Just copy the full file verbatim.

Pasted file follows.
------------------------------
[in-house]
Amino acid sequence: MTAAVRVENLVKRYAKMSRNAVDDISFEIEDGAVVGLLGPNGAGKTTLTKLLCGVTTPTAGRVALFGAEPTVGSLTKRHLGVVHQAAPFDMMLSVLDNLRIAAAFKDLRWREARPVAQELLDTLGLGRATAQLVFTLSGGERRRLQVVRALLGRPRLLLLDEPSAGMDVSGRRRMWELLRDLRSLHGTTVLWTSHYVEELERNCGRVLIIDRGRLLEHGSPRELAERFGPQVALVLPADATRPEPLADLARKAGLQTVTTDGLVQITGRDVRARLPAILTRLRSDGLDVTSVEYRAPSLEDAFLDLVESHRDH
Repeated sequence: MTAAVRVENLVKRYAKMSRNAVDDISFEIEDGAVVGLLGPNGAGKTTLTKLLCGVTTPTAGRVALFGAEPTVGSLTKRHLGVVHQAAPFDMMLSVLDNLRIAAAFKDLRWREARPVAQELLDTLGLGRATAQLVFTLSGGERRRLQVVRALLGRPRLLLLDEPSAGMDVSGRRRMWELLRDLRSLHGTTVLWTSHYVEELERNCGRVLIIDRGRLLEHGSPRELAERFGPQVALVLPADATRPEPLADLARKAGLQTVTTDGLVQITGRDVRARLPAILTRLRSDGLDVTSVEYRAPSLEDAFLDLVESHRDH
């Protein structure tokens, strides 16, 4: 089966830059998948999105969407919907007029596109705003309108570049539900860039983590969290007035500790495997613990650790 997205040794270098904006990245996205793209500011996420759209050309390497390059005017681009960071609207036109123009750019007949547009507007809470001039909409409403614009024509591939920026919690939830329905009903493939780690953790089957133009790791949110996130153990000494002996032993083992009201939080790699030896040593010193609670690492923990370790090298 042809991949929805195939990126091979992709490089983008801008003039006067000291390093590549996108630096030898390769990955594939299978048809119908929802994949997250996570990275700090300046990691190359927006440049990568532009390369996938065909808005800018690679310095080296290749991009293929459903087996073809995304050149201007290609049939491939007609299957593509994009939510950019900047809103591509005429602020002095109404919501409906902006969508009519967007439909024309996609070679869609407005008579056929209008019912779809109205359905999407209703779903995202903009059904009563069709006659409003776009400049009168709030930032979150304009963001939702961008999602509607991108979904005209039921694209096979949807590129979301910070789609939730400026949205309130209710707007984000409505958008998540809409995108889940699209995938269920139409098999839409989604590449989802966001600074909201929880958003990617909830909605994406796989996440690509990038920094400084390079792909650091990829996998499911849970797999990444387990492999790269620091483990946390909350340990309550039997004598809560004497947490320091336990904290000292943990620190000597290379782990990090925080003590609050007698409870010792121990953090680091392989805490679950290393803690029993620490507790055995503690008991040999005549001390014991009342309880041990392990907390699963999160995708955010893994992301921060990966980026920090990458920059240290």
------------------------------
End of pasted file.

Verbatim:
[in-house]
Amino acid sequence: MTAAVRVENLVKRYAKMSRNAVDDISFEIEDGAVVGLLGPNGAGKTTLTKLLCGVTTPTAGRVALFGAEPTVGSLTKRHLGVVHQAAPFDMMLSVLDNLRIAAAFKDLRWREARPVAQELLDTLGLGRATAQLVFTLSGGERRRLQVVRALLGRPRLLLLDEPSAGMDVSGRRRMWELLRDLRSLHGTTVLWTSHYVEELERNCGRVLIIDRGRLLEHGSPRELAERFGPQVALVLPADATRPEPLADLARKAGLQTVTTDGLVQITGRDVRARLPAILTRLRSDGLDVTSVEYRAPSLEDAFLDLVESHRDH
Repeated sequence: MTAAVRVENLVKRYAKMSRNAVDDISFEIEDGAVVGLLGPNGAGKTTLTKLLCGVTTPTAGRVALFGAEPTVGSLTKRHLGVVHQAAPFDMMLSVLDNLRIAAAFKDLRWREARPVAQELLDTLGLGRATAQLVFTLSGGERRRLQVVRALLGRPRLLLLDEPSAGMDVSGRRRMWELLRDLRSLHGTTVLWTSHYVEELERNCGRVLIIDRGRLLEHGSPRELAERFGPQVALVLPADATRPEPLADLARKAGLQTVTTDGLVQITGRDVRARLPAILTRLRSDGLDVTSVEYRAPSLEDAFLDLVESHRDH
């Protein structure tokens, strides 16, 4: 089966830059998948999105969407919907007029596109705003309108570049539900860039983590969290007035500790495997613990650790 997205040794270098904006990245996205793209500011996420759209050309390497390059005017681009960071609207036109123009750019007949547009507007809470001039909409409403614009024509591939920026919690939830329905009903493939780690953790089957133009790791949110996130153990000494002996032993083992009201939080790699030896040593010193609670690492923990370790090298 042809991949929805195939990126091979992709490089983008801008003039006067000291390093590549996108630096030898390769990955594939299978048809119908929802994949997250996570990275700090300046990691190359927006440049990568532009390369996938065909808005800018690679310095080296290749991009293929459903087996073809995304050149201007290609049939491939007609299957593509994009939510950019900047809103591509005429602020002095109404919501409906902006969508009519967007439909024309996609070679869609407005008579056929209008019912779809109205359905999407209703779903995202903009059904009563069709006659409003776009400049009168709030930032979150304009963001939702961008999602509607991108979904005209039921694209096979949807590129979301910070789609939730400026949205309130209710707007984000409505958008998540809409995108889940699209995938269920139409098999839409989604590449989802966001600074909201929880958003990617909830909605994406796989996440690509990038920094400084390079792909650091990829996998499911849970797999990444387990492999790269620091483990946390909350340990309550039997004598809560004497947490320091336990904290000292943990620190000597290379782990990090925080003590609050007698409870010792121990953090680091392989805490679950290393803690029993620490507790055995503690008991040999005549001390014991009342309880041990392990907390699963999160995708955010893994992301921060990966980026920090990458920059240290």